Partnership defines this fast shrinking century. Since the end of the Cold War, the world has increasingly become interdependent both in security and economic development terms. That is why countries no longer speak with the kind of zero-sum undertones, which they used to do in the last decades of the Cold War and the early years of the post-Cold War. At least in rhetoric, ‘win-win partnership’ has replaced the realpolitik jargon of the past century and increasingly guides states towards a new world order whereby every state should be afforded the opportunity to grow and develop alongside the rest.Continue reading
Category: US South Asia and Afghanistan Strategy
Reporting out of Afghanistan is decidedly downbeat these days, intimating that the United States is entangled in an unwinnable war. The focus tends to be on what is not working in the country. This is perhaps understandable given that foreign correspondents often cover violence, death, and destruction in Afghanistan. But they aren’t seeing, for a variety of reasons, what is working.Continue reading
The challenges currently facing Afghanistan and the US-led international coalition are cumulative. They did not pop up overnight. They have been evolving since the Taliban was driven from power in late 2001. In the case of narcotics trafficking, failure to properly assess the problem’s causes and effects is encouraging misperceptions.
New York Times columnist David Brooks recently wrote a piece on “Smart Power Setback,” harshly criticizing the international aid system and the way it has operated in Afghanistan over the past decade. Drawing on the recent U.S. Congressional reports on aid effectiveness in Afghanistan, he points out a few major achievements in the areas of education and healthcare in the country, but argues “the influx of aid has, in many cases, created dependency, fed corruption, contributed to insecurity and undermined the host government’s capacity to oversee sustainable programs.”Continue reading
Lagging commitment on the part of donor nations has been a factor in giving the Taliban new life. According to a recent study by the Agency Coordinating Body for Afghan Relief, an astounding 40 percent of the $25 billion in aid that has been pledged to fund Afghanistan’s democratization process has not been delivered. And of the $15 billion in aid that has arrived, roughly 40 percent has gone to paying salaries and fees for Western contractors and their employees. On top of it all, officials in Afghanistan admit that they cannot properly account for how $2.5 billion in aid was spent. It all adds up to a sad fact: the Afghan people are being short changed. It’s not surprising, then, that a fair share have grown disenchanted, and that this disillusionment has provided fertile ground in which a new generation of Islamic fighters can grow, and narcotics trafficking can once again flourish.Continue reading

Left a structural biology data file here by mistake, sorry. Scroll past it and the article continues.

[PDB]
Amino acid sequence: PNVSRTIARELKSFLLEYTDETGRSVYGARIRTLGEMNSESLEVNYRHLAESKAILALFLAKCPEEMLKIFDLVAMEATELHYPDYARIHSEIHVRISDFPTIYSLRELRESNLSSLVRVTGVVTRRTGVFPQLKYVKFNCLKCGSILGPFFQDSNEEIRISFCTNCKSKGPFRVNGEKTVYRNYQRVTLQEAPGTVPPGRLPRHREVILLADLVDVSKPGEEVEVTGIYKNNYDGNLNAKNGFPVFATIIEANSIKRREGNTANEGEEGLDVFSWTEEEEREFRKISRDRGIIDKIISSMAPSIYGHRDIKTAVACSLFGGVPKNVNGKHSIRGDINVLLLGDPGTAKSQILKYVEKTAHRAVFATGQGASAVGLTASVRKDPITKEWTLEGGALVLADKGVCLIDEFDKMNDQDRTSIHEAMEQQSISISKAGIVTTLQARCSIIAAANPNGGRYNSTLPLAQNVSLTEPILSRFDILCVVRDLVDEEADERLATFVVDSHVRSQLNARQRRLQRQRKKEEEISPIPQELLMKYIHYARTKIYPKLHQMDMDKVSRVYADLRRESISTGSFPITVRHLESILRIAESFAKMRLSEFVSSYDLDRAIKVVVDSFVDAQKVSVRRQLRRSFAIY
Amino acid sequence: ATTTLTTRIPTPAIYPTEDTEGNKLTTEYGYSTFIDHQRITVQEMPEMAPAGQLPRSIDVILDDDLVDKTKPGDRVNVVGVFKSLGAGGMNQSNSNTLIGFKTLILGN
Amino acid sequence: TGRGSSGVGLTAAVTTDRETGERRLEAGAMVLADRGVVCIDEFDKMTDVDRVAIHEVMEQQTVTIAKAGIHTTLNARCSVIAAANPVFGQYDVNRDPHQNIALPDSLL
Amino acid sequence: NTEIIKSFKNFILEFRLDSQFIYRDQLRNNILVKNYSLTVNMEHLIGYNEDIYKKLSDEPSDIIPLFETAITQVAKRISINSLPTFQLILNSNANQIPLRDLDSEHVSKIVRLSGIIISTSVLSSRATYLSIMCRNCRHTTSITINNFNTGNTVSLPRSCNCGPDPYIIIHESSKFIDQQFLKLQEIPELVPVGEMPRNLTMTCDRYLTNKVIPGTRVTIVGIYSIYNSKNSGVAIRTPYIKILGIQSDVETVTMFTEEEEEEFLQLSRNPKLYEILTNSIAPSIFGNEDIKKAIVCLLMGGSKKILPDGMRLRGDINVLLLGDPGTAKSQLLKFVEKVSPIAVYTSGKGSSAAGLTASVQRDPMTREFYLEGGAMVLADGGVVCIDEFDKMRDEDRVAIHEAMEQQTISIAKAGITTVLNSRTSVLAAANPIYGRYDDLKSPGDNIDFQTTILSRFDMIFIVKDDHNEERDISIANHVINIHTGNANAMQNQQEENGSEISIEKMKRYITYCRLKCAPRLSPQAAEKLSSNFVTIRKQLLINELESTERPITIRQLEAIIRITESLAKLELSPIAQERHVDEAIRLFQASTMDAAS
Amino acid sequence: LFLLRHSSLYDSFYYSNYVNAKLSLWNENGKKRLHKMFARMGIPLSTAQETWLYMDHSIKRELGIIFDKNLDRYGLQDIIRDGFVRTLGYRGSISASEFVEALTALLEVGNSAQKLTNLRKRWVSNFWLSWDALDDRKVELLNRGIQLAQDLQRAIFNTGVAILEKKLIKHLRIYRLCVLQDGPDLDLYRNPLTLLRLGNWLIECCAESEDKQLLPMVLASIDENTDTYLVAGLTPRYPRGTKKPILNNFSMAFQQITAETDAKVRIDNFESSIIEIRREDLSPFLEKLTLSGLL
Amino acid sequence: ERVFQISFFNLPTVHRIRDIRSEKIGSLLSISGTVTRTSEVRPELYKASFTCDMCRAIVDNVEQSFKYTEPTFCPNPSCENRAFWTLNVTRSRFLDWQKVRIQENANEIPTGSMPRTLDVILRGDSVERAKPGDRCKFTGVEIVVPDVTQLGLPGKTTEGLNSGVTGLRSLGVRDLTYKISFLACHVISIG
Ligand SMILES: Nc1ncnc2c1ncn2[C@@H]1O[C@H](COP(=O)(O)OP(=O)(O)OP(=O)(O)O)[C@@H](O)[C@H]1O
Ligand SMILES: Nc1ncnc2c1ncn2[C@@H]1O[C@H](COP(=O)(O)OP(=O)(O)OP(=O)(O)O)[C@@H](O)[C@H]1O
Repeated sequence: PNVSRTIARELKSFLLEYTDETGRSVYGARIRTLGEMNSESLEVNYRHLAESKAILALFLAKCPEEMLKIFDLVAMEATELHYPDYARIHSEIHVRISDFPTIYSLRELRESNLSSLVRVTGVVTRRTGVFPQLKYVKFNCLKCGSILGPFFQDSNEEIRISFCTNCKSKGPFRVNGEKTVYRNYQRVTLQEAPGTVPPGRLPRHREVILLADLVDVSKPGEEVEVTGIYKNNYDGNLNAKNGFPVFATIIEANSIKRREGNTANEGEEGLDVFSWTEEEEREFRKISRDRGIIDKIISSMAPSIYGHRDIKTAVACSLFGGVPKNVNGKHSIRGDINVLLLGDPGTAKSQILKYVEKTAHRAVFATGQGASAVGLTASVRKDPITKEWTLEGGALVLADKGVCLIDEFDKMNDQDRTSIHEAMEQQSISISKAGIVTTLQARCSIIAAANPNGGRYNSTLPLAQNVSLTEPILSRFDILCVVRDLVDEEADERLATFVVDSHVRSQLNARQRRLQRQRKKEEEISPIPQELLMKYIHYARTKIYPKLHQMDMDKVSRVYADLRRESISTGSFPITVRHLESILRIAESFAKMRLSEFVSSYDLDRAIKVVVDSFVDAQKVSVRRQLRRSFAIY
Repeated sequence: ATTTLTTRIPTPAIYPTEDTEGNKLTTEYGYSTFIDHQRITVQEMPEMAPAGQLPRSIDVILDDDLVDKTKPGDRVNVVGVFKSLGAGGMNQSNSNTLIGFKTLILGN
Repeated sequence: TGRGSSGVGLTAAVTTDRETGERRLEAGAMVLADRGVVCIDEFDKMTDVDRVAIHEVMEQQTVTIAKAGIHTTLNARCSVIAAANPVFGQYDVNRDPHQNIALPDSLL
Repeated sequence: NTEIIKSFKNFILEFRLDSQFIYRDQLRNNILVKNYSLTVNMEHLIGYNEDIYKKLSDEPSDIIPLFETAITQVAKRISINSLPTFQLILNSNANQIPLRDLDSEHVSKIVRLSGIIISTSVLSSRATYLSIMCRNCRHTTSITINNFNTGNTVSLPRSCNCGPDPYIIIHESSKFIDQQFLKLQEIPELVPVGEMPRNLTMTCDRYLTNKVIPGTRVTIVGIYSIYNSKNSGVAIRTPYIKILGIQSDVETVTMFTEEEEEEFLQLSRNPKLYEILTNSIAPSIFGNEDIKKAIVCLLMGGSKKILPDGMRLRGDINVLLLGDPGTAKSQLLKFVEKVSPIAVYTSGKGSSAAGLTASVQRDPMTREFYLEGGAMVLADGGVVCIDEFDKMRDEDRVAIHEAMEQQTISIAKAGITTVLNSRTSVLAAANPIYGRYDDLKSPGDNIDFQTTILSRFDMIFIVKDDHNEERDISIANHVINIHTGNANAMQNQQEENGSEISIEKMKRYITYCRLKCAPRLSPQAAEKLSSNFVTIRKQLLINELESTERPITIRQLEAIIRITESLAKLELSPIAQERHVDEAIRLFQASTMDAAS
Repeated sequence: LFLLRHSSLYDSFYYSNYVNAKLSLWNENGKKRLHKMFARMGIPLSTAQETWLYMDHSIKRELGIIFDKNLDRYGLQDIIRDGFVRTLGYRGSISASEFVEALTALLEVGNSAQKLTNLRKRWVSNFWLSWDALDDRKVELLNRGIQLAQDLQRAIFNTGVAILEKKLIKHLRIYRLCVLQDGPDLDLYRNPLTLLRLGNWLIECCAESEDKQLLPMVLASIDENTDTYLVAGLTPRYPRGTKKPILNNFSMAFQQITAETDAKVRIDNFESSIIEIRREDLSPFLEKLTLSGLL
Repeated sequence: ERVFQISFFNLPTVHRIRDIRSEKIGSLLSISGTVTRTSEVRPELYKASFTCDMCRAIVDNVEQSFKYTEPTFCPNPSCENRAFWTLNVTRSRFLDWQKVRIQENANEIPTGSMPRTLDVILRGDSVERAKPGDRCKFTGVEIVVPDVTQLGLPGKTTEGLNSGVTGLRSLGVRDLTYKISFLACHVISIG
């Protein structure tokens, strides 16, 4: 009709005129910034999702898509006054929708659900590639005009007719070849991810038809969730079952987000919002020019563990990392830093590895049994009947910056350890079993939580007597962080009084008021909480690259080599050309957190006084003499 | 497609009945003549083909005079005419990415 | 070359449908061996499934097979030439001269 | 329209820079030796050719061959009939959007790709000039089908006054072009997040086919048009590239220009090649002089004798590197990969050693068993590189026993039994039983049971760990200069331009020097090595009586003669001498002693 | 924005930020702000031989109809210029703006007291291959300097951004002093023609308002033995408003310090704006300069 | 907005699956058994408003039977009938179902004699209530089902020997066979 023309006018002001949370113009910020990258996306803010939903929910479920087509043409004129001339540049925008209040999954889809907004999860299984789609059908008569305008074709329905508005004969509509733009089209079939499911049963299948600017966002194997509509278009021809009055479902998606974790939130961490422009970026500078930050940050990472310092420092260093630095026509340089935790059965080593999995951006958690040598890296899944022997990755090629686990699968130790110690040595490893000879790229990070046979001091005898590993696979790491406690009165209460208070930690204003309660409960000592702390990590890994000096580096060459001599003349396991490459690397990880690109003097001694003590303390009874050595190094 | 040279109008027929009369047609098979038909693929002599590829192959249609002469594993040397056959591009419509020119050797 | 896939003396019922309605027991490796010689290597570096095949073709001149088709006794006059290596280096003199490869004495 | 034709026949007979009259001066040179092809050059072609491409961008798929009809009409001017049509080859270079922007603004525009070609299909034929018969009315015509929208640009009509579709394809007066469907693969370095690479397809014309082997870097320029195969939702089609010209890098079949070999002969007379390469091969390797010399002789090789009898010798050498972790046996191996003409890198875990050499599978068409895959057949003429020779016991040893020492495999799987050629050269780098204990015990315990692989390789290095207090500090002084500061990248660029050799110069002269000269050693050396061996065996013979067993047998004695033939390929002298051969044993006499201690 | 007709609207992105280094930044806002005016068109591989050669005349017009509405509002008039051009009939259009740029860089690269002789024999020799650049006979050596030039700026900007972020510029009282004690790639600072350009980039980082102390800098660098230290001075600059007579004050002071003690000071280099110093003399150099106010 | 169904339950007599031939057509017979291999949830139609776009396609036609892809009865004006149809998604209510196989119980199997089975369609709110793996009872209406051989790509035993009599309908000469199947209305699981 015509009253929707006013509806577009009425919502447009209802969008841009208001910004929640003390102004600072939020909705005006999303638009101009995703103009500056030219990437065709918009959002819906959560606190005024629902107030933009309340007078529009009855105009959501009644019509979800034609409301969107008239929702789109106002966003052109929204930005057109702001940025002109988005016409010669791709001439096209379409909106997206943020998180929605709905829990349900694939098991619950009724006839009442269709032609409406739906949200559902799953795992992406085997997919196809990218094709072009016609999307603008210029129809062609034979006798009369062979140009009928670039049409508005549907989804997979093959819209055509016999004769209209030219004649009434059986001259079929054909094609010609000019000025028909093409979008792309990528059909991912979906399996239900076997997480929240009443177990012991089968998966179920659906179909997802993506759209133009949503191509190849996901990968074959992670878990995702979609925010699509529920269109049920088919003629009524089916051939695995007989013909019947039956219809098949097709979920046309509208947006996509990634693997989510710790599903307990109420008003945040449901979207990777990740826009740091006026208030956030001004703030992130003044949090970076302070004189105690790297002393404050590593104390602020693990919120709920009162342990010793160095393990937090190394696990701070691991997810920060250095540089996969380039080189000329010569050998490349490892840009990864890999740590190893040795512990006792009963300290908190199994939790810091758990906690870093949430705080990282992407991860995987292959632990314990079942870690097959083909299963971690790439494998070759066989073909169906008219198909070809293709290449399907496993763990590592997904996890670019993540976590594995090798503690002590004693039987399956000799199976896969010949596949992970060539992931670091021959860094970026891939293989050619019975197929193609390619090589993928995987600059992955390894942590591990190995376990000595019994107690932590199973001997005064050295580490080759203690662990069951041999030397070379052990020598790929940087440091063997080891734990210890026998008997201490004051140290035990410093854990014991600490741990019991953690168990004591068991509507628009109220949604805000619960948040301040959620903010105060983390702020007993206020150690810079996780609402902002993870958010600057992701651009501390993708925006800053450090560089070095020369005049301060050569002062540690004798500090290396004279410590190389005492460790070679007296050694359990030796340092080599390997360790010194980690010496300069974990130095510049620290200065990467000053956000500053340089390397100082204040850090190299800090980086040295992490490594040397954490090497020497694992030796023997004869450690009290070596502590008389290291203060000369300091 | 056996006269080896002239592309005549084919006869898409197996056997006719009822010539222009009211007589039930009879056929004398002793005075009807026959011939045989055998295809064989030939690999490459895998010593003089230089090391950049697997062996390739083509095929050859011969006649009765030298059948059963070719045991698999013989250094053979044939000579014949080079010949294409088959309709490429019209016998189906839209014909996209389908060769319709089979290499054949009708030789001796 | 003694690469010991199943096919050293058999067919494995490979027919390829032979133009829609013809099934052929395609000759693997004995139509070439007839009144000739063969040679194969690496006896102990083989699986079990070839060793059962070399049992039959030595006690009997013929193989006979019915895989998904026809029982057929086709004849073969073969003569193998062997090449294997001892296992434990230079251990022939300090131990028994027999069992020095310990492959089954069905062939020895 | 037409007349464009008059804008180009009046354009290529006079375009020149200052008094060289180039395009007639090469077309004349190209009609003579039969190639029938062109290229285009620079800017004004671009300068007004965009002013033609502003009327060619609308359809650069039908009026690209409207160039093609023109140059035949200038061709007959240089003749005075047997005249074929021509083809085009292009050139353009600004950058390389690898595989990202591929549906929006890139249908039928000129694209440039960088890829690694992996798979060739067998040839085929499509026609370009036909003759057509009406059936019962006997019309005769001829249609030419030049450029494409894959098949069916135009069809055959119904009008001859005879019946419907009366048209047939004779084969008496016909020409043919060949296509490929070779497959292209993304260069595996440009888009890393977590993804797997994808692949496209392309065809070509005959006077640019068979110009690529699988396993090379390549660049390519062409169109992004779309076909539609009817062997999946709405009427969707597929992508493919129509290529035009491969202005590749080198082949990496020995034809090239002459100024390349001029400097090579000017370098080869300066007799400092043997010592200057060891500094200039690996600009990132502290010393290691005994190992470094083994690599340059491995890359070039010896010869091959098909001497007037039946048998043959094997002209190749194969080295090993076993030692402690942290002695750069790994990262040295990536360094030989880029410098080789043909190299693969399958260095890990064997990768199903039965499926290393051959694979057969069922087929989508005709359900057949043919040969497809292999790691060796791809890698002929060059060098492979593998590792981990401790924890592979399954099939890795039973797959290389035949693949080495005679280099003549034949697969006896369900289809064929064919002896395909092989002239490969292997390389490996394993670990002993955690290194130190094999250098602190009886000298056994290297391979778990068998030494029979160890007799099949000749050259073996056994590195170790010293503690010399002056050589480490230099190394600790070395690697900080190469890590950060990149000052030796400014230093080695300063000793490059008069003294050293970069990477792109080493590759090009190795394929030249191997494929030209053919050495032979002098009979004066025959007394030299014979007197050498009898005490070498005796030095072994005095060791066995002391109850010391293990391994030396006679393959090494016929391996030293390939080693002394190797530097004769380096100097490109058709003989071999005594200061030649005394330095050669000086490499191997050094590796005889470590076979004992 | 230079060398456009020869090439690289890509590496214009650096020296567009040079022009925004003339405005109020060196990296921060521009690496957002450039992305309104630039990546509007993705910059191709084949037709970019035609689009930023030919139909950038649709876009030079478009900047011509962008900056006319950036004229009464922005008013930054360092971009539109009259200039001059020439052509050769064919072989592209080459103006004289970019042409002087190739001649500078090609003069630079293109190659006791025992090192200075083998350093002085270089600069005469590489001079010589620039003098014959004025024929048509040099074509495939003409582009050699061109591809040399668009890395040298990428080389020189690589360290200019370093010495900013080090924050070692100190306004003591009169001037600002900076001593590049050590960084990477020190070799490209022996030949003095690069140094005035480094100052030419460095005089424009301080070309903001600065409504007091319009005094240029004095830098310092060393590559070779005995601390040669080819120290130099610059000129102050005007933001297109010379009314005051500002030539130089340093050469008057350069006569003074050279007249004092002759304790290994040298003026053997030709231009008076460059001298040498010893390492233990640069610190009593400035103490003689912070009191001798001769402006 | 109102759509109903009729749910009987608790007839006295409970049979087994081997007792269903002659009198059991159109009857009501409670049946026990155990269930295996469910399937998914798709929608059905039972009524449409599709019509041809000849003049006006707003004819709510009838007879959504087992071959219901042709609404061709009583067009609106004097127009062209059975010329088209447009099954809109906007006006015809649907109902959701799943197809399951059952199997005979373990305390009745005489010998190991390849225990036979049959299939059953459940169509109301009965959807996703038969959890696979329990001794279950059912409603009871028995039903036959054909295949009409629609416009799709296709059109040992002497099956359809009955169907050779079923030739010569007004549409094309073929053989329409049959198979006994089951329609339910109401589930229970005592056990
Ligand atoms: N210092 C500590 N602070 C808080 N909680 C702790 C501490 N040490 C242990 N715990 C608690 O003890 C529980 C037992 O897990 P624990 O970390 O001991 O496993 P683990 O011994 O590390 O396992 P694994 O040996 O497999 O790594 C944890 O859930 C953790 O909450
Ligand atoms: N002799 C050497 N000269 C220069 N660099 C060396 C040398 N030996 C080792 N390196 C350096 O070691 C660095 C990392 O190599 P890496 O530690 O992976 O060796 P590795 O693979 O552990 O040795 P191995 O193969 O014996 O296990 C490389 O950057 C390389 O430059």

When I first joined the Embassy of Afghanistan in Washington, D.C., in 2004, as director of government and media relations, the embassy lacked everything from a basic management structure to carry out its routine diplomatic activities to a website that could help facilitate customer service online. The concept of public diplomacy through direct dialogue with the American people — explaining to them our shared interests in securing the future of Afghanistan — was unknown.
The relationship between Sufism and Sikhism dates back to the time of Guru Nanak (1469-1539), who led a modest life of profound, spiritual devotion, focused on building bridges of love, tolerance, co-existence, and harmony among peoples of diverse faiths and socio-economic status. So immersed in piety and teaching his disciples to live spiritually, honestly, and harmoniously was the Guru, that many of his Muslim contemporaries, especially Sufis, called him a true Muslim.Continue reading
The Trump administration has recently been encouraged to consider a plan using private military companies (PMC) to maintain security in Afghanistan. According to Blackwater founder Erik Prince, the plan’s primary external supporter, such a force would include 5,500 personnel and a 90-plane ready-to-use air force. Aside from saving American soldiers’ lives, it would cost the U.S. treasury $10 billion per year instead of the current $40 billion. In terms of command structure and composition, the personnel would be embedded within existing Afghan security forces as advisors and the air-force would drop bombs when directed by the Afghan government.Continue reading